Subject(s)
COVID-19/prevention & control , Orthopedic Procedures/methods , Practice Guidelines as Topic , Spinal Diseases/surgery , Air Filters , Airway Extubation , Electrocoagulation , Fluoroscopy , Humans , Infectious Disease Transmission, Patient-to-Professional/prevention & control , Intraoperative Neurophysiological Monitoring , Intubation, Intratracheal , N95 Respirators , Operating Rooms , Personal Protective Equipment , Postoperative Care , SARS-CoV-2 , Ventilation
10.
Head Neck ; 42(7): 1491-1496, 2020 Jul.
Article in English | MEDLINE | ID: covidwho-291715

ABSTRACT

The global pandemic of 2019 novel coronavirus disease (COVID-19) has tremendously altered routine medical service provision and imposed unprecedented challenges to the health care system. This impacts patients with dysphagia complications caused by head and neck cancers. As this pandemic of COVID-19 may last longer than severe acute respiratory syndrome (SARS) in 2003, a practical workflow for managing dysphagia is crucial to ensure a safe and efficient practice to patients and health care personnel. This document provides clinical practice guidelines based on available evidence to date to balance the risks of SARS-CoV-2 exposure with the risks associated with dysphagia. Critical considerations include reserving instrumental assessments for urgent cases only, optimizing the noninstrumental swallowing evaluation, appropriate use of personal protective equipment (PPE), and use of telehealth when appropriate. Despite significant limitations in clinical service provision during the pandemic of COVID-19, a safe and reasonable dysphagia care pathway can still be implemented with modifications of setup and application of newer technologies.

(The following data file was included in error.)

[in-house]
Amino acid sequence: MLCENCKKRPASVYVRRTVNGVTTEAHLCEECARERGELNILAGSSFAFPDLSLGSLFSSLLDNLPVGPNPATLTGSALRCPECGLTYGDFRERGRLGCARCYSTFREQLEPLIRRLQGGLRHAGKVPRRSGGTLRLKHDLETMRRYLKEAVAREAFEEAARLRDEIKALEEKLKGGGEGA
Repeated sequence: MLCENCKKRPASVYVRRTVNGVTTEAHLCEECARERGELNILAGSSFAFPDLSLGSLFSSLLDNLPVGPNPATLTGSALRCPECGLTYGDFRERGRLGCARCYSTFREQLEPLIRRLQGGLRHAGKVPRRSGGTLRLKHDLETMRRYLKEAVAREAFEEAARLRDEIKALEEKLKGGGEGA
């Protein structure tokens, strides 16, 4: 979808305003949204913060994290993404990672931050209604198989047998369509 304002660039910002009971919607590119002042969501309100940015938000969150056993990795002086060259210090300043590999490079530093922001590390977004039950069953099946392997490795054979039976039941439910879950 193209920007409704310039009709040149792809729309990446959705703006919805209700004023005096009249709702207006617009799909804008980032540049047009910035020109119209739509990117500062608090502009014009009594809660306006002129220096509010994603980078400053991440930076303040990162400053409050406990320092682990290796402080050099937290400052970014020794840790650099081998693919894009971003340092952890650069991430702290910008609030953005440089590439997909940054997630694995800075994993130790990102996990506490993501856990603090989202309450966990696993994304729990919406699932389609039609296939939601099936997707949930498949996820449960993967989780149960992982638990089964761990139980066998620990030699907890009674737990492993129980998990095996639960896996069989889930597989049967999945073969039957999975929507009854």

Subject(s)
Betacoronavirus , Coronavirus Infections , Deglutition Disorders/diagnosis , Head and Neck Neoplasms/complications , Infection Control/organization & administration , Pandemics , Pneumonia, Viral , Air Filters , Barium Sulfate , COVID-19 , Contrast Media , Deglutition Disorders/etiology , Environmental Exposure/prevention & control , Esophagoscopy , Fluoroscopy , Humans , Occupational Exposure/prevention & control , Personal Protective Equipment , Quarantine , SARS-CoV-2 , Telemedicine , Video Recording
SELECTION OF CITATIONS
SEARCH DETAIL